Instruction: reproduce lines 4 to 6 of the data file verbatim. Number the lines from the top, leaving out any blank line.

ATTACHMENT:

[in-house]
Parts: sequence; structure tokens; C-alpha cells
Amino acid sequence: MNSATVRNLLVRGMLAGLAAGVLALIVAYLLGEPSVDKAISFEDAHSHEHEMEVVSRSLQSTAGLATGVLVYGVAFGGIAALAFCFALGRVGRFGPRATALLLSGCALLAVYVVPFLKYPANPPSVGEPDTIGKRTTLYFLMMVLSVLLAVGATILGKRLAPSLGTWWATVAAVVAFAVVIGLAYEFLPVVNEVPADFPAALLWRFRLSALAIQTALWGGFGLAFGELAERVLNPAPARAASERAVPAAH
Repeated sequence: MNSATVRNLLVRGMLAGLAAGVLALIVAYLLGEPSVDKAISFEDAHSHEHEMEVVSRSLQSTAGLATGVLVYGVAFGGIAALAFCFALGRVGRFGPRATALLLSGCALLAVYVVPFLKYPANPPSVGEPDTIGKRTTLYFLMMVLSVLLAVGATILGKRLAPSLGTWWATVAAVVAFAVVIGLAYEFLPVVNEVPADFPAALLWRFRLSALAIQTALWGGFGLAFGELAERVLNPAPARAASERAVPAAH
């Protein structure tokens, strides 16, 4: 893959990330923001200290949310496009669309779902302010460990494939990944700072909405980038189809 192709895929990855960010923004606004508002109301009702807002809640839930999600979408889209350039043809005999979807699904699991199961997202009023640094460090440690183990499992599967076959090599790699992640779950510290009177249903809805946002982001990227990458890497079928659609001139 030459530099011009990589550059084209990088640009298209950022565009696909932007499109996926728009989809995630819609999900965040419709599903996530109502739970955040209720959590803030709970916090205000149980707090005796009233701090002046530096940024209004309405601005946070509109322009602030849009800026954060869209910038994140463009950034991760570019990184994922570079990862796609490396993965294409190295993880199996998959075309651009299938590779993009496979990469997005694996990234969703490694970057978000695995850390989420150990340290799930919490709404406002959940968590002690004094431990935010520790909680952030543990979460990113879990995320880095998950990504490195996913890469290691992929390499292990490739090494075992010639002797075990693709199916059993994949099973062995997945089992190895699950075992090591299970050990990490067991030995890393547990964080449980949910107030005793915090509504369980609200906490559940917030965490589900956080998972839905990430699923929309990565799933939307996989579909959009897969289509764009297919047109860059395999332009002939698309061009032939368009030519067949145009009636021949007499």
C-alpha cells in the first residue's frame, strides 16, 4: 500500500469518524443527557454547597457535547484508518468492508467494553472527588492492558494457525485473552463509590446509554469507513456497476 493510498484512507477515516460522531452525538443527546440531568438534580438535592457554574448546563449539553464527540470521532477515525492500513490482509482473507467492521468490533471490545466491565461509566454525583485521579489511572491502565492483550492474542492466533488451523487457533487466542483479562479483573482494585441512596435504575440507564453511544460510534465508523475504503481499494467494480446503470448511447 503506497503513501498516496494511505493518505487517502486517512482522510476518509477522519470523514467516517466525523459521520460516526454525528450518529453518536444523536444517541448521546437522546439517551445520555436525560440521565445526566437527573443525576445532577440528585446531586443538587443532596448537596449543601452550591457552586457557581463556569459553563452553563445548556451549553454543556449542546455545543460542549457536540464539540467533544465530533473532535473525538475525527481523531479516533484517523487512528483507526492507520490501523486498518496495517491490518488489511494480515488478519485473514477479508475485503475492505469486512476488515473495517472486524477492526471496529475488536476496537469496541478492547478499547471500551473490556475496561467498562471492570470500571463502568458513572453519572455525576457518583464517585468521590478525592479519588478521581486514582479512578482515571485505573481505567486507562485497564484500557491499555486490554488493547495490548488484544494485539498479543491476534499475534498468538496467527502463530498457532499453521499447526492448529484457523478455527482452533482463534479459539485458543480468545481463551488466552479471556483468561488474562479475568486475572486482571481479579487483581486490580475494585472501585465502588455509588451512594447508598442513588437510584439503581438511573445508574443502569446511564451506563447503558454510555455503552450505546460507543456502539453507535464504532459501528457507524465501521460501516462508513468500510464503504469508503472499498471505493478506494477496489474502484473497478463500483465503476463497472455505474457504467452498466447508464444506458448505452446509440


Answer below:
Repeated sequence: MNSATVRNLLVRGMLAGLAAGVLALIVAYLLGEPSVDKAISFEDAHSHEHEMEVVSRSLQSTAGLATGVLVYGVAFGGIAALAFCFALGRVGRFGPRATALLLSGCALLAVYVVPFLKYPANPPSVGEPDTIGKRTTLYFLMMVLSVLLAVGATILGKRLAPSLGTWWATVAAVVAFAVVIGLAYEFLPVVNEVPADFPAALLWRFRLSALAIQTALWGGFGLAFGELAERVLNPAPARAASERAVPAAH
């Protein structure tokens, strides 16, 4: 893959990330923001200290949310496009669309779902302010460990494939990944700072909405980038189809 192709895929990855960010923004606004508002109301009702807002809640839930999600979408889209350039043809005999979807699904699991199961997202009023640094460090440690183990499992599967076959090599790699992640779950510290009177249903809805946002982001990227990458890497079928659609001139 030459530099011009990589550059084209990088640009298209950022565009696909932007499109996926728009989809995630819609999900965040419709599903996530109502739970955040209720959590803030709970916090205000149980707090005796009233701090002046530096940024209004309405601005946070509109322009602030849009800026954060869209910038994140463009950034991760570019990184994922570079990862796609490396993965294409190295993880199996998959075309651009299938590779993009496979990469997005694996990234969703490694970057978000695995850390989420150990340290799930919490709404406002959940968590002690004094431990935010520790909680952030543990979460990113879990995320880095998950990504490195996913890469290691992929390499292990490739090494075992010639002797075990693709199916059993994949099973062995997945089992190895699950075992090591299970050990990490067991030995890393547990964080449980949910107030005793915090509504369980609200906490559940917030965490589900956080998972839905990430699923929309990565799933939307996989579909959009897969289509764009297919047109860059395999332009002939698309061009032939368009030519067949145009009636021949007499």
C-alpha cells in the first residue's frame, strides 16, 4: 500500500469518524443527557454547597457535547484508518468492508467494553472527588492492558494457525485473552463509590446509554469507513456497476 493510498484512507477515516460522531452525538443527546440531568438534580438535592457554574448546563449539553464527540470521532477515525492500513490482509482473507467492521468490533471490545466491565461509566454525583485521579489511572491502565492483550492474542492466533488451523487457533487466542483479562479483573482494585441512596435504575440507564453511544460510534465508523475504503481499494467494480446503470448511447 503506497503513501498516496494511505493518505487517502486517512482522510476518509477522519470523514467516517466525523459521520460516526454525528450518529453518536444523536444517541448521546437522546439517551445520555436525560440521565445526566437527573443525576445532577440528585446531586443538587443532596448537596449543601452550591457552586457557581463556569459553563452553563445548556451549553454543556449542546455545543460542549457536540464539540467533544465530533473532535473525538475525527481523531479516533484517523487512528483507526492507520490501523486498518496495517491490518488489511494480515488478519485473514477479508475485503475492505469486512476488515473495517472486524477492526471496529475488536476496537469496541478492547478499547471500551473490556475496561467498562471492570470500571463502568458513572453519572455525576457518583464517585468521590478525592479519588478521581486514582479512578482515571485505573481505567486507562485497564484500557491499555486490554488493547495490548488484544494485539498479543491476534499475534498468538496467527502463530498457532499453521499447526492448529484457523478455527482452533482463534479459539485458543480468545481463551488466552479471556483468561488474562479475568486475572486482571481479579487483581486490580475494585472501585465502588455509588451512594447508598442513588437510584439503581438511573445508574443502569446511564451506563447503558454510555455503552450505546460507543456502539453507535464504532459501528457507524465501521460501516462508513468500510464503504469508503472499498471505493478506494477496489474502484473497478463500483465503476463497472455505474457504467452498466447508464444506458448505452446509440